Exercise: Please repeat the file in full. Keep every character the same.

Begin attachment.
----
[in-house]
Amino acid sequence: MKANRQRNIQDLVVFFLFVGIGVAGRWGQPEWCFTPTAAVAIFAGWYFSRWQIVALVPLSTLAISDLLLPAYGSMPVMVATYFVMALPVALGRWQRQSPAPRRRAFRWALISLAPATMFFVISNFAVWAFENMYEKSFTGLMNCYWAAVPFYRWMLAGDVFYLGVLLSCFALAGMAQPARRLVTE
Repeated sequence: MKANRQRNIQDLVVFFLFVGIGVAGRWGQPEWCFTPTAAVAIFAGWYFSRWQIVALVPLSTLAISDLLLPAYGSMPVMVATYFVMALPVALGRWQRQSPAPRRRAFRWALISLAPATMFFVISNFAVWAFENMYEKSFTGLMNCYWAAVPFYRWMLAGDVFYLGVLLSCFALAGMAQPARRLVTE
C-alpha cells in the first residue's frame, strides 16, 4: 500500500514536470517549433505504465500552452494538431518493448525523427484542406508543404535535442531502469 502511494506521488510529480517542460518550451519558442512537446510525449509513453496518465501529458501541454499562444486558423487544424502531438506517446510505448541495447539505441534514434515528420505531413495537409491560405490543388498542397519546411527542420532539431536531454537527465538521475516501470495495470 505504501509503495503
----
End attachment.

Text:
[in-house]
Amino acid sequence: MKANRQRNIQDLVVFFLFVGIGVAGRWGQPEWCFTPTAAVAIFAGWYFSRWQIVALVPLSTLAISDLLLPAYGSMPVMVATYFVMALPVALGRWQRQSPAPRRRAFRWALISLAPATMFFVISNFAVWAFENMYEKSFTGLMNCYWAAVPFYRWMLAGDVFYLGVLLSCFALAGMAQPARRLVTE
Repeated sequence: MKANRQRNIQDLVVFFLFVGIGVAGRWGQPEWCFTPTAAVAIFAGWYFSRWQIVALVPLSTLAISDLLLPAYGSMPVMVATYFVMALPVALGRWQRQSPAPRRRAFRWALISLAPATMFFVISNFAVWAFENMYEKSFTGLMNCYWAAVPFYRWMLAGDVFYLGVLLSCFALAGMAQPARRLVTE
C-alpha cells in the first residue's frame, strides 16, 4: 500500500514536470517549433505504465500552452494538431518493448525523427484542406508543404535535442531502469 502511494506521488510529480517542460518550451519558442512537446510525449509513453496518465501529458501541454499562444486558423487544424502531438506517446510505448541495447539505441534514434515528420505531413495537409491560405490543388498542397519546411527542420532539431536531454537527465538521475516501470495495470 505504501509503495503